Figure 1

S1P potentiates capsaicin-induced currents in cultured DRG sensory neurons. A, a typical voltage-clamp recording from a DRG neuron that is repetitively stimulated with capsaicin (0.3 μM white and grey triangles). Between the 3rd and 4th capsaicin application DRG neurons were stimulated with 1.0 μM S1P (green bar) that resulted in augmentation of ICAPS (grey triangles). The dashed line represents 0 nA. B, Quantification of S1P induced potentiation of ICAPS, which were normalized to amplitude of the 3rd ICAPS, showed that S1P potently increased ICAPS up to 4 minutes after S1P application. ***p < 0.001, *p < 0.05, MWU-test. C, Repetitive application of capsaicin did not result in potentiation of ICAPS. Numbers within the bars represent the number of individual recorded.

To explore whether S1P potentiated capsaicin induced currents through G-protein coupled receptors (GPCR) activation or rather by direct activation of the channel. In the presence of extracellular suramin (100 μM), which is generally accepted to uncouple heteromeric G-proteins from their ligand-binding receptor subunit, S1P failed to evoke an increase in ICAPS (see Additional file 1). To more specifically prevent G-protein mediated signaling, GDPβS (3.0 mM) was included in the intracellular solution. In nociceptive neurons treated with GDPβS, S1P no longer induced an increase in ICAPS (Figure  2A). Therefore it is concluded that S1P acted on a G-protein coupled receptor (GPCR) to regulate TRPV1-induced currents.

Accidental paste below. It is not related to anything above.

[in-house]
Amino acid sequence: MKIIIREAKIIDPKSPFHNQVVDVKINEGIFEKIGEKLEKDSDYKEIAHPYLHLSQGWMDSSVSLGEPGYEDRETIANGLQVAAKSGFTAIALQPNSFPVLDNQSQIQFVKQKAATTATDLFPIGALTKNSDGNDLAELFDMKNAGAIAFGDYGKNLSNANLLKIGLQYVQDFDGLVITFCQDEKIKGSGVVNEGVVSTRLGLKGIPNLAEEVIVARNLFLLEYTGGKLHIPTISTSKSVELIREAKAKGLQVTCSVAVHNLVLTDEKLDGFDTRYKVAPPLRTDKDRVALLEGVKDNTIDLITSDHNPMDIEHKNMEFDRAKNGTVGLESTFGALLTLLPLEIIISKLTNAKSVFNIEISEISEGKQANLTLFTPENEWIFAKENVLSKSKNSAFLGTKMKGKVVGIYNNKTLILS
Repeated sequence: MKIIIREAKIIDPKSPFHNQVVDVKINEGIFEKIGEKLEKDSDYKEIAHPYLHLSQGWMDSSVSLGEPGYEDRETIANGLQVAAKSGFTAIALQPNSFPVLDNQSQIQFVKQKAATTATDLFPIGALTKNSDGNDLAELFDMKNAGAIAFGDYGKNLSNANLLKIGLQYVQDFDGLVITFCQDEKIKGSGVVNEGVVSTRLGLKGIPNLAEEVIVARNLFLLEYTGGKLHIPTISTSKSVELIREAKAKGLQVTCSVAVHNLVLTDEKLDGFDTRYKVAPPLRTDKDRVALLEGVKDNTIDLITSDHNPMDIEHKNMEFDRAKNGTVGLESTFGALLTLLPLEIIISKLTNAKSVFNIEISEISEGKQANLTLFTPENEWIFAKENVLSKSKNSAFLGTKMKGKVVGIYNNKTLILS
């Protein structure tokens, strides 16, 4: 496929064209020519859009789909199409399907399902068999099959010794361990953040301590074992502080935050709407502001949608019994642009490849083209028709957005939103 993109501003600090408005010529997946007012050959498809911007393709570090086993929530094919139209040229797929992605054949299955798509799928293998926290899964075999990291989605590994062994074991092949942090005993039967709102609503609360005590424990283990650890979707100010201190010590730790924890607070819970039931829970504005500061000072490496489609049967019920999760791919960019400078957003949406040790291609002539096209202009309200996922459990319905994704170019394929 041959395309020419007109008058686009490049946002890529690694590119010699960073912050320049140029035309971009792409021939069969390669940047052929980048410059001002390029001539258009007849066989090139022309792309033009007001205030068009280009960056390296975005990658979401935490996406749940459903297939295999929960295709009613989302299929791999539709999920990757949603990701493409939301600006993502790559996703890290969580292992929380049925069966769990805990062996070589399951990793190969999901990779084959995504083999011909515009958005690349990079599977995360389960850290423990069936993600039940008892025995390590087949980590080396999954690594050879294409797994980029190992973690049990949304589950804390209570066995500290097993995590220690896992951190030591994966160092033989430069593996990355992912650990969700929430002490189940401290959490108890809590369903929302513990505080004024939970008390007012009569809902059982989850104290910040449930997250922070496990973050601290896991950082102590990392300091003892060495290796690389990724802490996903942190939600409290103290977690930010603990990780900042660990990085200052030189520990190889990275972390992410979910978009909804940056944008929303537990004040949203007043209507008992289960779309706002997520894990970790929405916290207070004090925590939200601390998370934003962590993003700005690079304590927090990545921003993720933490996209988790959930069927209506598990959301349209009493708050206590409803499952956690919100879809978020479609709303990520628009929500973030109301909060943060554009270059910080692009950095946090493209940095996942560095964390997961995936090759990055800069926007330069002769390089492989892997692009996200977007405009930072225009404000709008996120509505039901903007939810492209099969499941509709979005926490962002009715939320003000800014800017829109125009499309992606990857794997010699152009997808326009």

Figure 2

Inhibition of downstream signaling mediated by S1P largely prevents potentiation of I CAPS in sensory neurons. A, inhibition of heteromeric G-proteins by inclusion of 3.0 mM GDPβS in the patch pipette fully prevented the potentiation of ICAPS mediated by 1.0 μM S1P. Furthermore, inhibition of Gαi by pertussis toxin (100 ng/ml PTX, B), PI3Kγ (100nM AS605240, C) and PKC (1.0 μM BIM-1, D) decreased the amplitude of S1P mediated ICAPS potentiation in sensory nociceptors significantly compared to the enhanced ICAPS after S1P stimulation (E). ***p < 0.001, **p < 0.01, *p < 0.05, MWU-test, numbers within the bars represent the number of individual cells recorded.